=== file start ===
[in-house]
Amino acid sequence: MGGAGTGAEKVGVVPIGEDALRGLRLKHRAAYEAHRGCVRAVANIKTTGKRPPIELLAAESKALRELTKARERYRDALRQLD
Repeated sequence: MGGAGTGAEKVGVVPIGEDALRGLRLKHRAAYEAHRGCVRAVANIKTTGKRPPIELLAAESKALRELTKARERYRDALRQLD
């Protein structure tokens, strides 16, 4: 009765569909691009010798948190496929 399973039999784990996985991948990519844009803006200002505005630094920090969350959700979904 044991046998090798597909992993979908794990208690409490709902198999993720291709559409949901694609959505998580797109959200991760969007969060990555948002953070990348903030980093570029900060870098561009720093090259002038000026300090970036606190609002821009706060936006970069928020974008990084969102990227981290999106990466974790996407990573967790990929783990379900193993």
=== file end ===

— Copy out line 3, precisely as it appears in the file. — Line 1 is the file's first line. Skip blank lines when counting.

Repeated sequence: MGGAGTGAEKVGVVPIGEDALRGLRLKHRAAYEAHRGCVRAVANIKTTGKRPPIELLAAESKALRELTKARERYRDALRQLD